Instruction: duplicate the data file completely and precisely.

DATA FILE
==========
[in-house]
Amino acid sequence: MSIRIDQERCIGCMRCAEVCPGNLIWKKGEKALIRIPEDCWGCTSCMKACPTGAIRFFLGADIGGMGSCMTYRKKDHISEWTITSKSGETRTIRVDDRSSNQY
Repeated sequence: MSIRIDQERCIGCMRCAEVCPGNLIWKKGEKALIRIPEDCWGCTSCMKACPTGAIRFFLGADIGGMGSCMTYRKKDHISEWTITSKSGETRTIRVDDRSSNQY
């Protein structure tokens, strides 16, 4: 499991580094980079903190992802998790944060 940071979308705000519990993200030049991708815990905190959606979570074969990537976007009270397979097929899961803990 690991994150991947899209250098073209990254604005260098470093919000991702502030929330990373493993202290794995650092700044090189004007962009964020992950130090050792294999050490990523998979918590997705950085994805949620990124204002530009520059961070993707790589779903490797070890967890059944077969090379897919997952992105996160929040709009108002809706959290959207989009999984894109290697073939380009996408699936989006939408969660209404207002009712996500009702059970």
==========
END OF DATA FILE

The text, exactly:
[in-house]
Amino acid sequence: MSIRIDQERCIGCMRCAEVCPGNLIWKKGEKALIRIPEDCWGCTSCMKACPTGAIRFFLGADIGGMGSCMTYRKKDHISEWTITSKSGETRTIRVDDRSSNQY
Repeated sequence: MSIRIDQERCIGCMRCAEVCPGNLIWKKGEKALIRIPEDCWGCTSCMKACPTGAIRFFLGADIGGMGSCMTYRKKDHISEWTITSKSGETRTIRVDDRSSNQY
């Protein structure tokens, strides 16, 4: 499991580094980079903190992802998790944060 940071979308705000519990993200030049991708815990905190959606979570074969990537976007009270397979097929899961803990 690991994150991947899209250098073209990254604005260098470093919000991702502030929330990373493993202290794995650092700044090189004007962009964020992950130090050792294999050490990523998979918590997705950085994805949620990124204002530009520059961070993707790589779903490797070890967890059944077969090379897919997952992105996160929040709009108002809706959290959207989009999984894109290697073939380009996408699936989006939408969660209404207002009712996500009702059970």